2. Limit Exposure to News: While staying informed is important, it’s equally crucial to recognise your limits. Consider designating specific times for news consumption and avoid excessive exposure. Setting boundaries allows you to stay informed without feeling overwhelmed such as aiming to spend less than 30 minutes a day on it, including social media, and steer clear of it before bedtime. Whenever possible, steer clear of extended scrolling sessions too.
  3. Engage in Mindful Activities: Cultivate practices that promote mindfulness, such as meditation, deep breathing exercises, or yoga. These activities can help ground you in the present moment, providing a respite from intrusive thoughts.
  4. Seek Support: Reach out to friends, family, or mental health professionals for support. Sharing your feelings with a trusted confidant can provide emotional relief and a sense of connection.
  5. Focus on Local Impact: It’s important to understand that, while we might wish to lend a hand or make a difference in current global and national situations, some of these things might just be beyond our control. Directing your energy towards local initiatives can be a source of empowerment however. Engaging in activities that support your community, whether it’s volunteering or fostering positive connections, can have a ripple effect. Remember, even small gestures can make a significant impact.
  6. Establish a Routine: Create a stable routine that includes self-care activities. A predictable schedule can provide a sense of control and stability, mitigating the unpredictability of external events.

Social Media Sensitive Content Filters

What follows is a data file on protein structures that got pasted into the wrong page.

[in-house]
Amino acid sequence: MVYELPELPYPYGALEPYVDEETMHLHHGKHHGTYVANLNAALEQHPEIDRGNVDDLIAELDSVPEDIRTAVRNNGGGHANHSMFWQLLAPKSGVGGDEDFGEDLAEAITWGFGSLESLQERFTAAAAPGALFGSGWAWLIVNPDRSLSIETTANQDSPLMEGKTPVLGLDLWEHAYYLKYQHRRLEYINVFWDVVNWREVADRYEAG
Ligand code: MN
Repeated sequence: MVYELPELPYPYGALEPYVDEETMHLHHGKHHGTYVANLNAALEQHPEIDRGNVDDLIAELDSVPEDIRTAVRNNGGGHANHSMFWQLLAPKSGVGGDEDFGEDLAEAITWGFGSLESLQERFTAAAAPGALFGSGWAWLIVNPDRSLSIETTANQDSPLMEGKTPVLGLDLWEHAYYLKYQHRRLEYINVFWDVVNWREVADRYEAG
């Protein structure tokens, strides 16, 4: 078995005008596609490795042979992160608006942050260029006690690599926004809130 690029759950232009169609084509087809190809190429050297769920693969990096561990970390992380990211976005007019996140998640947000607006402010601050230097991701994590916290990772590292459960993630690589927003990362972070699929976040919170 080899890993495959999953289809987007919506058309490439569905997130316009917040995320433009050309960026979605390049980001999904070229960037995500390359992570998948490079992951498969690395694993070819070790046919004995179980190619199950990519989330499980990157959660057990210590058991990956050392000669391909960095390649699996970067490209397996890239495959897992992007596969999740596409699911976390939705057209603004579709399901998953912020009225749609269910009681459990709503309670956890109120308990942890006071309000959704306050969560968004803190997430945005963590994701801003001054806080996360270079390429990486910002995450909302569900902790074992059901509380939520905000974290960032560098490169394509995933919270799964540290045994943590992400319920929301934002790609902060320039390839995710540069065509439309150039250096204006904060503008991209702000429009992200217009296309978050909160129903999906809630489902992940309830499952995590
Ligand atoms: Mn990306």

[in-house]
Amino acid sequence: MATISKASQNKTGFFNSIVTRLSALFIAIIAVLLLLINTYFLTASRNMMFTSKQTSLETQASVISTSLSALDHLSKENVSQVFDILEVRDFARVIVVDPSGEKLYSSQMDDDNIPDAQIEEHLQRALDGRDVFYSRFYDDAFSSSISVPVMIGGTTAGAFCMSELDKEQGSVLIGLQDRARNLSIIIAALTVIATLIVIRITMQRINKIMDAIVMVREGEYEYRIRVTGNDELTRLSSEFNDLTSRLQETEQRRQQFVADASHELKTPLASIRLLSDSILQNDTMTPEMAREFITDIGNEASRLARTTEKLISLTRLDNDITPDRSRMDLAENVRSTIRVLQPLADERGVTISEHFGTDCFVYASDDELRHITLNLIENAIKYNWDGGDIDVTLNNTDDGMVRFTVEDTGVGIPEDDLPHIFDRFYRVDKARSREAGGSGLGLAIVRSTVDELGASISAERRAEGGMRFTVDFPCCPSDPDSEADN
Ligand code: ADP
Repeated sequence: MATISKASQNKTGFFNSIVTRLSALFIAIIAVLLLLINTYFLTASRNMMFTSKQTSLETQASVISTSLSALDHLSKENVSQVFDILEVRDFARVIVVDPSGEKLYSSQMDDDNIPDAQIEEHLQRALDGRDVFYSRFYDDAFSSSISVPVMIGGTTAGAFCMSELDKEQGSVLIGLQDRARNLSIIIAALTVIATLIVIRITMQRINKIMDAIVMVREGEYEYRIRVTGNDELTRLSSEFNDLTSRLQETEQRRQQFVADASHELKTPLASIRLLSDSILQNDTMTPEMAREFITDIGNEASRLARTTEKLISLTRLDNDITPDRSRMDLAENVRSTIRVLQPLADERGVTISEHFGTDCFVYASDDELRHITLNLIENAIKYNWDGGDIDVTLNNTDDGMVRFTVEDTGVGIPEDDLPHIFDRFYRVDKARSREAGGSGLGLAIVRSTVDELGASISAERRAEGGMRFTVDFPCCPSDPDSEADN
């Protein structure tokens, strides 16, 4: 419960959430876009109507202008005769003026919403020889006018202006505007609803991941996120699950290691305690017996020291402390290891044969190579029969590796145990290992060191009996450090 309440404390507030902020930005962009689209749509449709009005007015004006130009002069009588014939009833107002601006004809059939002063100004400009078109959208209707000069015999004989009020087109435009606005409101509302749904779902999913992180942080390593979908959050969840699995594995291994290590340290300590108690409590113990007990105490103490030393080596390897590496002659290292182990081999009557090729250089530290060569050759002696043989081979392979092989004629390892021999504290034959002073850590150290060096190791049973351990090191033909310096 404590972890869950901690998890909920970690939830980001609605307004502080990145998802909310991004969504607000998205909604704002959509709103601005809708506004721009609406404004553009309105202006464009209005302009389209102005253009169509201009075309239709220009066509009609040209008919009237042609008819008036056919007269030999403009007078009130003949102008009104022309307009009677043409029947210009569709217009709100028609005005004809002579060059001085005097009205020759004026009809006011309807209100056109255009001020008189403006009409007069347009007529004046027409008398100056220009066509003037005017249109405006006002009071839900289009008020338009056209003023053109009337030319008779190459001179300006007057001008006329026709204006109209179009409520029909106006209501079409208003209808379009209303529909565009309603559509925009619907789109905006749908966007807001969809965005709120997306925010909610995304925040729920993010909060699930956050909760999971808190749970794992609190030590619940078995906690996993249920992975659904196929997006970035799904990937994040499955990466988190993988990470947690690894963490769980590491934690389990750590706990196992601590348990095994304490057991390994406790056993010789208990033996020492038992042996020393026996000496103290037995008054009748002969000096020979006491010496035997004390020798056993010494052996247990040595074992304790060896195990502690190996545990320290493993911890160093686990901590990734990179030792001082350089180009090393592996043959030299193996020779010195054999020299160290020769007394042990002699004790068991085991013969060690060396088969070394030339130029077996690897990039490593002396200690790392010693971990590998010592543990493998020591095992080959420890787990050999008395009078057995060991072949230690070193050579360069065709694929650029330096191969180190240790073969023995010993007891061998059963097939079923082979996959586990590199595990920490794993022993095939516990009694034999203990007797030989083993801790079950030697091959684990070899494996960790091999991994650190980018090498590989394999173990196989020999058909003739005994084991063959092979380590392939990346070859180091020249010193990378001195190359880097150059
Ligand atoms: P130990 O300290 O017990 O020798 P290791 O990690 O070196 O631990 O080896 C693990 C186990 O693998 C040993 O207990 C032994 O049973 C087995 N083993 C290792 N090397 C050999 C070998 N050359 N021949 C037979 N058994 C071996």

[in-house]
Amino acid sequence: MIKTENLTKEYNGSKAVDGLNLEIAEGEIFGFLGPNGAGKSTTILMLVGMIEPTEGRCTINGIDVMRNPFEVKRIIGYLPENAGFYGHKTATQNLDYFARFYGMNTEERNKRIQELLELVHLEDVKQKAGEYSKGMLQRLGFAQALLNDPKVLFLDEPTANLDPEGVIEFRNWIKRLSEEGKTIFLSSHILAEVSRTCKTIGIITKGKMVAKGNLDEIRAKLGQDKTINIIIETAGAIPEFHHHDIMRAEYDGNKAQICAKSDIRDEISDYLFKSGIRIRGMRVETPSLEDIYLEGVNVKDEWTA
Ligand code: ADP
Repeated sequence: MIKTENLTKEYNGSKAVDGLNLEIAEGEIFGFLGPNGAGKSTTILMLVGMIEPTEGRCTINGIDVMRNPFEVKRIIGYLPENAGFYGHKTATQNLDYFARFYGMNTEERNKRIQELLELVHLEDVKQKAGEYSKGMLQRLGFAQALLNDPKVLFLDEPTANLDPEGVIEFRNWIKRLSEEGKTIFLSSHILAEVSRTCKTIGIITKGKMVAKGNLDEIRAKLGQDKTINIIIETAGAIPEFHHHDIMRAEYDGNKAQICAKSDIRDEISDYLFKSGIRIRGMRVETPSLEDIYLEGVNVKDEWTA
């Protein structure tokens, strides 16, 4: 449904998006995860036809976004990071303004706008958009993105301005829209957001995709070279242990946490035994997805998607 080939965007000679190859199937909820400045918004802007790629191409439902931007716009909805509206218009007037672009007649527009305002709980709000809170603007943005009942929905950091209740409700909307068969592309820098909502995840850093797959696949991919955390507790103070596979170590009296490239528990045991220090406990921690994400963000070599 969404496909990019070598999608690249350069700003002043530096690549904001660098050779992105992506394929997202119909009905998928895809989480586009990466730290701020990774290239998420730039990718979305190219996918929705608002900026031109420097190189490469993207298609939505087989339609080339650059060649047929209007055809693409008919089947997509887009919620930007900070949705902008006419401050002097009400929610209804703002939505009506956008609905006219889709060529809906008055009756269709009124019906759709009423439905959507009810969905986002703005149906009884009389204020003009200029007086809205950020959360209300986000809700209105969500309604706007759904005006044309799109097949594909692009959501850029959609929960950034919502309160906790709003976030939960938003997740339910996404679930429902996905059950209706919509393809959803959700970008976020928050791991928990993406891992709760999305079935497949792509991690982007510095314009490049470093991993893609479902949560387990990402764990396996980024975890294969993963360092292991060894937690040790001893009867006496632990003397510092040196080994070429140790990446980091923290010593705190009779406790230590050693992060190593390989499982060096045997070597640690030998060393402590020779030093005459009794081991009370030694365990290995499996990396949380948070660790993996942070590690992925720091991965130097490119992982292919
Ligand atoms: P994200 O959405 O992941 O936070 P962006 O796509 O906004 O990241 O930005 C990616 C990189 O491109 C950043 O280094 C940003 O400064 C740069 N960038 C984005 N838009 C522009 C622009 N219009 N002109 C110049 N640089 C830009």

Most social media platforms have settings you can use to protect yourself. (somewhat) from triggering content. Whilst these are not fully reliable, they can help limit some of the types of content you may see. 

X (formerly Twitter)

  1. Click on the More icon and go to the Privacy and safety settings.
  2. Look for the Content you see section and check the box next to Display media that may contain sensitive content.
  3. Settings are automatically saved.

TikTok

To turn Restricted Mode on or off:

  1. In the TikTok app, tap Profile at the bottom.
  2. Tap the Menu button at the top.
  3. Tap Settings and privacy.
  4. Tap Content preferences, then tap Restricted Mode
  5. Follow the steps in the app to set or enter a passcode to turn Restricted Mode on or off.

Instagram

  1. Tap your profile picture in the bottom right to go to your profile.
  2. Tap the three lines in the top right, then tap Settings and privacy.
  3. Tap Suggested content, then Sensitive content.
  4. Select Less to see less content that you may find upsetting.
  5. Press Confirm.

Facebook

Facebook has less measures for restricting content, however, you can enhance the ‘sensitive content’ filters

  1. On settings (click the cog icon) select ‘News Feed’ under preferences
  2. Select ‘Reduce’
  3. Choose ‘sensitive content’
  4. And you can then choose ‘reduce more’

Balancing Awareness and Well-being

It’s important to note that prioritising your well-being is not about “burying your head in the sand” or ignoring the world’s realities, staying informed and educated is important. Rather, it’s a conscious effort to protect your mental health at the same time, enabling you to engage more effectively and support others in the longer term. By establishing healthy boundaries and practising self-care, you empower yourself to contribute positively to the world while safeguarding your own emotional resilience. Remember, taking care of yourself is not selfish; it’s an essential foundation for sustained, meaningful impact.